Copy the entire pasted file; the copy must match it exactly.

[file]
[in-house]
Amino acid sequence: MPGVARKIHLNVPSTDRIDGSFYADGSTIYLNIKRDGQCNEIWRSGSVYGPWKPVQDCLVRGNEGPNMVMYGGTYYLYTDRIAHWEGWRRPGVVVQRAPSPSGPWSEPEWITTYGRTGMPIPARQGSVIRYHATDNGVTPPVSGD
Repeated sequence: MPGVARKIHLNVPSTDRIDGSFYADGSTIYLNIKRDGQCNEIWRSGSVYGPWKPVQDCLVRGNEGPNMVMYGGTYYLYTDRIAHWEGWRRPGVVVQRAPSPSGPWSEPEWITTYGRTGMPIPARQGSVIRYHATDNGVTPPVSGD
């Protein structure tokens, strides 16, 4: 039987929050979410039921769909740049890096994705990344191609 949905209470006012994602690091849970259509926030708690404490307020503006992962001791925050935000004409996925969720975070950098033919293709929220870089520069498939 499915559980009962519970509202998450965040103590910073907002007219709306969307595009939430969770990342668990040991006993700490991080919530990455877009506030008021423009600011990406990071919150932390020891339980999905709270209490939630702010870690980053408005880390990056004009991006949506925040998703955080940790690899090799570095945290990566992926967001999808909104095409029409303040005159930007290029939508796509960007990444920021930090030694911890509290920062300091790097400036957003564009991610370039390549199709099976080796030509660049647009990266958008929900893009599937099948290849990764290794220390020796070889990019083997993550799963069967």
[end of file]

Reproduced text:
[in-house]
Amino acid sequence: MPGVARKIHLNVPSTDRIDGSFYADGSTIYLNIKRDGQCNEIWRSGSVYGPWKPVQDCLVRGNEGPNMVMYGGTYYLYTDRIAHWEGWRRPGVVVQRAPSPSGPWSEPEWITTYGRTGMPIPARQGSVIRYHATDNGVTPPVSGD
Repeated sequence: MPGVARKIHLNVPSTDRIDGSFYADGSTIYLNIKRDGQCNEIWRSGSVYGPWKPVQDCLVRGNEGPNMVMYGGTYYLYTDRIAHWEGWRRPGVVVQRAPSPSGPWSEPEWITTYGRTGMPIPARQGSVIRYHATDNGVTPPVSGD
């Protein structure tokens, strides 16, 4: 039987929050979410039921769909740049890096994705990344191609 949905209470006012994602690091849970259509926030708690404490307020503006992962001791925050935000004409996925969720975070950098033919293709929220870089520069498939 499915559980009962519970509202998450965040103590910073907002007219709306969307595009939430969770990342668990040991006993700490991080919530990455877009506030008021423009600011990406990071919150932390020891339980999905709270209490939630702010870690980053408005880390990056004009991006949506925040998703955080940790690899090799570095945290990566992926967001999808909104095409029409303040005159930007290029939508796509960007990444920021930090030694911890509290920062300091790097400036957003564009991610370039390549199709099976080796030509660049647009990266958008929900893009599937099948290849990764290794220390020796070889990019083997993550799963069967």